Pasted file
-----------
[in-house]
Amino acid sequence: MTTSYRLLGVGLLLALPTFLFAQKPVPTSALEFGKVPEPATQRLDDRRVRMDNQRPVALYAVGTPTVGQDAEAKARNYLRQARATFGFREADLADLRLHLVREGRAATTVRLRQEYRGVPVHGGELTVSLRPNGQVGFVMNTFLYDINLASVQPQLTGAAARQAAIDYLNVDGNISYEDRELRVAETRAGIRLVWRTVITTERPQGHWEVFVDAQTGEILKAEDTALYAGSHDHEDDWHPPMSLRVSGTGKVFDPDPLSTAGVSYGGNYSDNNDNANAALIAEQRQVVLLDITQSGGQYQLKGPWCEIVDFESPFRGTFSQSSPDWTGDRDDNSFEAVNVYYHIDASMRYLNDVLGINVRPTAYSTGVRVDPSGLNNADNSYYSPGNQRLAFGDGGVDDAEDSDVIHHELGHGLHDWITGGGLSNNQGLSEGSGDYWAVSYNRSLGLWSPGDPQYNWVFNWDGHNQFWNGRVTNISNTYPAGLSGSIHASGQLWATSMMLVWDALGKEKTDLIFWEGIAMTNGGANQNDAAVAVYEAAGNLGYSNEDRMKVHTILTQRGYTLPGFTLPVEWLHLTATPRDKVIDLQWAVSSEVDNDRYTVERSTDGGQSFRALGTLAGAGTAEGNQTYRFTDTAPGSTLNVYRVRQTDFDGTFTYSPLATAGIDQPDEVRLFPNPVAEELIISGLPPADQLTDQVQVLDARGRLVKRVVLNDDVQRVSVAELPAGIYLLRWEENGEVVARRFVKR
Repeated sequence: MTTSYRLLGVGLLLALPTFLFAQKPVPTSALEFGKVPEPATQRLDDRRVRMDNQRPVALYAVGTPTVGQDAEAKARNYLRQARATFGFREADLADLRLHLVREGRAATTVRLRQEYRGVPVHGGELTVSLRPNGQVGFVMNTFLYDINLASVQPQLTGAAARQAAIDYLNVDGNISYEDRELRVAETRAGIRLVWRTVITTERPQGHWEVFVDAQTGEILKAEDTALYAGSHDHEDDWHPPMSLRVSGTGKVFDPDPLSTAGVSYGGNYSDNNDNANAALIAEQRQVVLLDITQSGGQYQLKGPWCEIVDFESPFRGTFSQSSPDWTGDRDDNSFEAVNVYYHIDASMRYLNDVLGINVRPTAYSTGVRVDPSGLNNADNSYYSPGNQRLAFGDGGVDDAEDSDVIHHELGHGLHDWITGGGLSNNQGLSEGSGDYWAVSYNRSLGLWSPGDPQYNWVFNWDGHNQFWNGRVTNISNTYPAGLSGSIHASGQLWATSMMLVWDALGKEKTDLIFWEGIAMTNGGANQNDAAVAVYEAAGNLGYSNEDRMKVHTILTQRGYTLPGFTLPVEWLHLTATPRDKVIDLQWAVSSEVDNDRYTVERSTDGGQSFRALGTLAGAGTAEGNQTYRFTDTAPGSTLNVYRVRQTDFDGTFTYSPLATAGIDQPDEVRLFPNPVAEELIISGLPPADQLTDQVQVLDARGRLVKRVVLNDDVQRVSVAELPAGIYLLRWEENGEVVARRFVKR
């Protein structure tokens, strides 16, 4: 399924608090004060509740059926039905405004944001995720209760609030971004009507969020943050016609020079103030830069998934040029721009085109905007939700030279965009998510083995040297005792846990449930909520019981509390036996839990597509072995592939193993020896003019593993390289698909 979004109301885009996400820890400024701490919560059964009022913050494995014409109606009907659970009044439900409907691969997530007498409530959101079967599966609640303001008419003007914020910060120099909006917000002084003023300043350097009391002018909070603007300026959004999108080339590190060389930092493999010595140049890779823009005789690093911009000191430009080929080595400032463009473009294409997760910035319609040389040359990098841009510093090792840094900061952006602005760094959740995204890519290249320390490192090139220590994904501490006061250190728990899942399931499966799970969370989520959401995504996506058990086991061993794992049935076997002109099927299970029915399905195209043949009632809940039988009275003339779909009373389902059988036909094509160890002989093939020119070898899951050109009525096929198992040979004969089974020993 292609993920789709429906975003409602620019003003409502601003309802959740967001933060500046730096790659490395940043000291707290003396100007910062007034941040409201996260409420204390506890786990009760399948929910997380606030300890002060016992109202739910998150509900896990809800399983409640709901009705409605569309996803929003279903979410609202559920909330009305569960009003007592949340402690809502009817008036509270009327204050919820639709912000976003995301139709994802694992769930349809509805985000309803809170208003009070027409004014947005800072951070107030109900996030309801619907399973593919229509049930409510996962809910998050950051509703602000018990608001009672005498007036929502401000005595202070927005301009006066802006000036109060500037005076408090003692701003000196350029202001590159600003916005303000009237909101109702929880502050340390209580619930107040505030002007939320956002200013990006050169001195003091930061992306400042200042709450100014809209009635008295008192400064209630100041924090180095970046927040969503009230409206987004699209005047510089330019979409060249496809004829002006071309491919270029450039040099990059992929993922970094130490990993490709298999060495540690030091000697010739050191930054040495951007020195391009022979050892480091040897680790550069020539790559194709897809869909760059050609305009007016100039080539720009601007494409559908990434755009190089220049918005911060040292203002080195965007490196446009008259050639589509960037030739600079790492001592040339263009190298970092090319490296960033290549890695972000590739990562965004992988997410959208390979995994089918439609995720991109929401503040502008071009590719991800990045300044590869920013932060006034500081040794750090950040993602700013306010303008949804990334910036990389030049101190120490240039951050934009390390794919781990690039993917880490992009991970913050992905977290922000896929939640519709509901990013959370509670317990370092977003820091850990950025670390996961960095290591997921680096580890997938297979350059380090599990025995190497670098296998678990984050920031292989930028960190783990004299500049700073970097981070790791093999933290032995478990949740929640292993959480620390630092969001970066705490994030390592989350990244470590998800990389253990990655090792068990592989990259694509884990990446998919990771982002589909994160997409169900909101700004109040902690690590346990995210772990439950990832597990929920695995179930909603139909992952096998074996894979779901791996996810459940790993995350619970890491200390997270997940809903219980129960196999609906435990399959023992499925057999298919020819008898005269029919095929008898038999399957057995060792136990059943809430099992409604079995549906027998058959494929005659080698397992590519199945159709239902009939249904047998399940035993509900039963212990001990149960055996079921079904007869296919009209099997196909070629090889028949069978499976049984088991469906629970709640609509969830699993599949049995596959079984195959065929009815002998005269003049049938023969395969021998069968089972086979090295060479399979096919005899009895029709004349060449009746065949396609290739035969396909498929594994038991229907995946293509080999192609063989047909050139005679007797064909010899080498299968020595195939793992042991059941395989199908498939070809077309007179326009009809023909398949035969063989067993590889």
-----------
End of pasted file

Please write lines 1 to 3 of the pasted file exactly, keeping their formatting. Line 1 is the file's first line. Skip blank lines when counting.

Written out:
[in-house]
Amino acid sequence: MTTSYRLLGVGLLLALPTFLFAQKPVPTSALEFGKVPEPATQRLDDRRVRMDNQRPVALYAVGTPTVGQDAEAKARNYLRQARATFGFREADLADLRLHLVREGRAATTVRLRQEYRGVPVHGGELTVSLRPNGQVGFVMNTFLYDINLASVQPQLTGAAARQAAIDYLNVDGNISYEDRELRVAETRAGIRLVWRTVITTERPQGHWEVFVDAQTGEILKAEDTALYAGSHDHEDDWHPPMSLRVSGTGKVFDPDPLSTAGVSYGGNYSDNNDNANAALIAEQRQVVLLDITQSGGQYQLKGPWCEIVDFESPFRGTFSQSSPDWTGDRDDNSFEAVNVYYHIDASMRYLNDVLGINVRPTAYSTGVRVDPSGLNNADNSYYSPGNQRLAFGDGGVDDAEDSDVIHHELGHGLHDWITGGGLSNNQGLSEGSGDYWAVSYNRSLGLWSPGDPQYNWVFNWDGHNQFWNGRVTNISNTYPAGLSGSIHASGQLWATSMMLVWDALGKEKTDLIFWEGIAMTNGGANQNDAAVAVYEAAGNLGYSNEDRMKVHTILTQRGYTLPGFTLPVEWLHLTATPRDKVIDLQWAVSSEVDNDRYTVERSTDGGQSFRALGTLAGAGTAEGNQTYRFTDTAPGSTLNVYRVRQTDFDGTFTYSPLATAGIDQPDEVRLFPNPVAEELIISGLPPADQLTDQVQVLDARGRLVKRVVLNDDVQRVSVAELPAGIYLLRWEENGEVVARRFVKR
Repeated sequence: MTTSYRLLGVGLLLALPTFLFAQKPVPTSALEFGKVPEPATQRLDDRRVRMDNQRPVALYAVGTPTVGQDAEAKARNYLRQARATFGFREADLADLRLHLVREGRAATTVRLRQEYRGVPVHGGELTVSLRPNGQVGFVMNTFLYDINLASVQPQLTGAAARQAAIDYLNVDGNISYEDRELRVAETRAGIRLVWRTVITTERPQGHWEVFVDAQTGEILKAEDTALYAGSHDHEDDWHPPMSLRVSGTGKVFDPDPLSTAGVSYGGNYSDNNDNANAALIAEQRQVVLLDITQSGGQYQLKGPWCEIVDFESPFRGTFSQSSPDWTGDRDDNSFEAVNVYYHIDASMRYLNDVLGINVRPTAYSTGVRVDPSGLNNADNSYYSPGNQRLAFGDGGVDDAEDSDVIHHELGHGLHDWITGGGLSNNQGLSEGSGDYWAVSYNRSLGLWSPGDPQYNWVFNWDGHNQFWNGRVTNISNTYPAGLSGSIHASGQLWATSMMLVWDALGKEKTDLIFWEGIAMTNGGANQNDAAVAVYEAAGNLGYSNEDRMKVHTILTQRGYTLPGFTLPVEWLHLTATPRDKVIDLQWAVSSEVDNDRYTVERSTDGGQSFRALGTLAGAGTAEGNQTYRFTDTAPGSTLNVYRVRQTDFDGTFTYSPLATAGIDQPDEVRLFPNPVAEELIISGLPPADQLTDQVQVLDARGRLVKRVVLNDDVQRVSVAELPAGIYLLRWEENGEVVARRFVKR